4. Samagama Sutta: After the death of Nataputta, the Buddha’s discourse on dispute and harmony.
  5. Sunakkhatta Sutta: The simile of extracting the arrow of craving.
  6. Aneñjasappaya Sutta (or: Anañjasappaya Sutta): Meditations on impassibility, the attainments, and true release.
  7. Ganakamoggallana Sutta: A discourse to Ganakamoggallana on the training of disciples.
  8. Gopakamoggalana Sutta: After the decease of the Buddha, Ananda explains to Vassakara that the Dhamma is now the only guide.
  9. Mahapunnama Sutta: The Buddha answers the questions of a Bhikkhu concerning the khandhas.
  10. Culapunnama Sutta: A discourse on the untrue and true man.

(l) Amupada Vagga

  1. Anupada Sutta: The Buddha praises Sariputta and his analysis of mind.
  2. Chabbisodhana Sutta: On the questions to ask a Bhikkhu who declares he has attained Arahantship.
  3. Sappurisa Sutta: On the good and bad qualities of a Bhikkhu.
  4. Sevitabbasevitabba Sutta: Sariputta expounds the right way to live the holy life.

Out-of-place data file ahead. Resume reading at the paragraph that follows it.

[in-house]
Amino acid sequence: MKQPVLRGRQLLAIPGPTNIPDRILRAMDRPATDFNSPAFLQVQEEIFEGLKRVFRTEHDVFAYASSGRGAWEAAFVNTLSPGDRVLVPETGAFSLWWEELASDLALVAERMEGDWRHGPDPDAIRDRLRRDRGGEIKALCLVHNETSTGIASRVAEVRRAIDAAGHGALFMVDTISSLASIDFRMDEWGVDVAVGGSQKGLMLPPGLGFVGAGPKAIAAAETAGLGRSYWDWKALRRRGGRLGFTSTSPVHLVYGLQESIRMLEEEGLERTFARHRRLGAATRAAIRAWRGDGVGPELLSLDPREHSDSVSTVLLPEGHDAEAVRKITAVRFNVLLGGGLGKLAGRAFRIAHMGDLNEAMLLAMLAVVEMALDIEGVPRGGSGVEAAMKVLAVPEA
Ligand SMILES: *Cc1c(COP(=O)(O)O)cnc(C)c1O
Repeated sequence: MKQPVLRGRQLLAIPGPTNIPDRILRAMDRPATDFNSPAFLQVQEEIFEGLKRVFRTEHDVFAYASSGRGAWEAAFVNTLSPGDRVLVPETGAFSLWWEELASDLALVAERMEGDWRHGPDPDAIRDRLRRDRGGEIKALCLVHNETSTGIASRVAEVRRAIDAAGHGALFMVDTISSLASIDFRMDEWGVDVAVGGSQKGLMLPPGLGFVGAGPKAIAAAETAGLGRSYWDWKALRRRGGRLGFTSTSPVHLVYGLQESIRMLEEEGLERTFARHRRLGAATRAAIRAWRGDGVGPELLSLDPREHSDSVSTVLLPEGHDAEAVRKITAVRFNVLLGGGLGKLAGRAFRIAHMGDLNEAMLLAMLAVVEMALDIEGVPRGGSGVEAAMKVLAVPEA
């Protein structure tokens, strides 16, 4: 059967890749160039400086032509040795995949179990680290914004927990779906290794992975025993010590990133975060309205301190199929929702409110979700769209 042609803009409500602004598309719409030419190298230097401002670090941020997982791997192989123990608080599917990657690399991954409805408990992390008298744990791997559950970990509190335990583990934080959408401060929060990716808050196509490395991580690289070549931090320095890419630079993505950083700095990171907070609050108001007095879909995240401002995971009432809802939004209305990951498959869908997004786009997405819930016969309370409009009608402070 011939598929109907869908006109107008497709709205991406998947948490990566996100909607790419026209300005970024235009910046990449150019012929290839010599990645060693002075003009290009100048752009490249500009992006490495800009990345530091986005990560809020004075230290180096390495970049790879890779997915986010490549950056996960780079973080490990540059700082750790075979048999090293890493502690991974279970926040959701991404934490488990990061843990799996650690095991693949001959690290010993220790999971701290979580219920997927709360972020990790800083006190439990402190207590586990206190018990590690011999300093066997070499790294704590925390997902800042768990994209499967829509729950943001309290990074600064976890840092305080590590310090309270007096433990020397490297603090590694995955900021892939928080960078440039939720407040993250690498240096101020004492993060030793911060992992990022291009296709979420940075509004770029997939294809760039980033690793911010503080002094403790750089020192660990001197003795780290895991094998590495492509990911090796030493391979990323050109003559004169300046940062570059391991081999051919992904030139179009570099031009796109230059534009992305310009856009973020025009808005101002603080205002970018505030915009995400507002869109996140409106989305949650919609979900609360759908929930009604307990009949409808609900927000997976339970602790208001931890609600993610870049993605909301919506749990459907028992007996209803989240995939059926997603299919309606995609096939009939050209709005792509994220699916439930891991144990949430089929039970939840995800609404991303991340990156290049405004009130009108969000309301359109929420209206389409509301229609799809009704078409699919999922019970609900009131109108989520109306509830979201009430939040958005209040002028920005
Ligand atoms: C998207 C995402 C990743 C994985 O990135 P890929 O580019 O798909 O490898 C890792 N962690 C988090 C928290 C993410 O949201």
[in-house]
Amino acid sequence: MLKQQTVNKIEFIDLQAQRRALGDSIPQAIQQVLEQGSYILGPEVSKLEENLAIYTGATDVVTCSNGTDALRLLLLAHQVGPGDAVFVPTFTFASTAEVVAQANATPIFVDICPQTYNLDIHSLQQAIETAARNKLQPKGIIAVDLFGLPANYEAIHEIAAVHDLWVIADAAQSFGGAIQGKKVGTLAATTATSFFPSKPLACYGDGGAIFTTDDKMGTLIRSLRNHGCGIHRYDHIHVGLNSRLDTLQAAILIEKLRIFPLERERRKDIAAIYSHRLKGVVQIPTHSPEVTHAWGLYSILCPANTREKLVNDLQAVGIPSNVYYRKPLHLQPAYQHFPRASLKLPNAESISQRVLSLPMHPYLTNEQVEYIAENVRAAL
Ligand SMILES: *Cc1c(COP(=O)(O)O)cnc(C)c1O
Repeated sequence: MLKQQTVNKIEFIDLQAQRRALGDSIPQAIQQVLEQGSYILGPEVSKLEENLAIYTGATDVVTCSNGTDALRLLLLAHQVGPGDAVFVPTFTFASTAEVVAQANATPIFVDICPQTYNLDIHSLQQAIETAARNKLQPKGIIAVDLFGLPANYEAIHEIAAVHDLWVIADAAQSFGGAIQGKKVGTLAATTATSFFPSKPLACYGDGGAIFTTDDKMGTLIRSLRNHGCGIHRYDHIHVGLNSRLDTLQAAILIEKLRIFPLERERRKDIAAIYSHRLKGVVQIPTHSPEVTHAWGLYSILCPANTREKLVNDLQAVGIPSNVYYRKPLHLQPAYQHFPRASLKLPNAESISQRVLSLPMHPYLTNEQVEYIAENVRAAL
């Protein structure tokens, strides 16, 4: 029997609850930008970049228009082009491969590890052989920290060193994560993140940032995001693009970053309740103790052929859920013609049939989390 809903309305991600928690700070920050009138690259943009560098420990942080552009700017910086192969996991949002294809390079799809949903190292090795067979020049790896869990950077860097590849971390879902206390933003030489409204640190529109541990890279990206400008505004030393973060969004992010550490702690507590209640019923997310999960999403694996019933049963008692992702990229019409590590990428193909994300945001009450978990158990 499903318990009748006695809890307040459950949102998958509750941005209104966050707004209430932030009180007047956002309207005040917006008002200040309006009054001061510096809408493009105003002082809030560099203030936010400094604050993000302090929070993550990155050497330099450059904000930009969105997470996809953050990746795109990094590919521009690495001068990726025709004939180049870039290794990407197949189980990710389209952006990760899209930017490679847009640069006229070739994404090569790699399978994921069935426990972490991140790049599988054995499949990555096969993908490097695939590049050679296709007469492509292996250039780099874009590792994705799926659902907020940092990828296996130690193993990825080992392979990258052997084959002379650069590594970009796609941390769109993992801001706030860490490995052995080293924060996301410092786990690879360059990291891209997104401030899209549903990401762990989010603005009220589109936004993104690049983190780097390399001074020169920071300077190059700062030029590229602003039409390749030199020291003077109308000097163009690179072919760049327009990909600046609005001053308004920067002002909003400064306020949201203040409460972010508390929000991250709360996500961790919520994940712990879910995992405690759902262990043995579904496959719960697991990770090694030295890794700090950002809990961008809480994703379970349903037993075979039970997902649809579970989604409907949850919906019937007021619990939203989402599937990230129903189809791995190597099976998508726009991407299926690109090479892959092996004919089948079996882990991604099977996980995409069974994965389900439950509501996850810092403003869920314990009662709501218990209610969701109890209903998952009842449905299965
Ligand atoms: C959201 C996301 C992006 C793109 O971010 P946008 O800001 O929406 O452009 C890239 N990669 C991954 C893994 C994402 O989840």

5. Bahudhatuka Sutta: Lists of elements and principles in a dialogue between the Buddha and Ananda.
  6. Isigili Sutta: The Buddha on Paccekabuddhas.
  7. Mahacattarisaka Sutta: Exposition of the Noble Eightfold Path.
  8. Anapanasati Sutta: Mindfulness of breathing.
  9. Kayagatasati Sutta: Meditation on the body.
  10. Sankharupapatti Sutta: On the development of the five qualities enabling a Bhikkhu to determine the conditions of his rebirth.

(m) Suññata Vagga

  1. Culasuññata Sutta: Meditation on emptiness.
  2. Mahasuññata Sutta: Instruction to Ananda on the practice of meditation on emptiness.
  3. Acchariyabbhutadhamma Sutta: On the marvellous life of a Bodhisatta. A repetition of part of DN 14, but applied to the Buddha himself.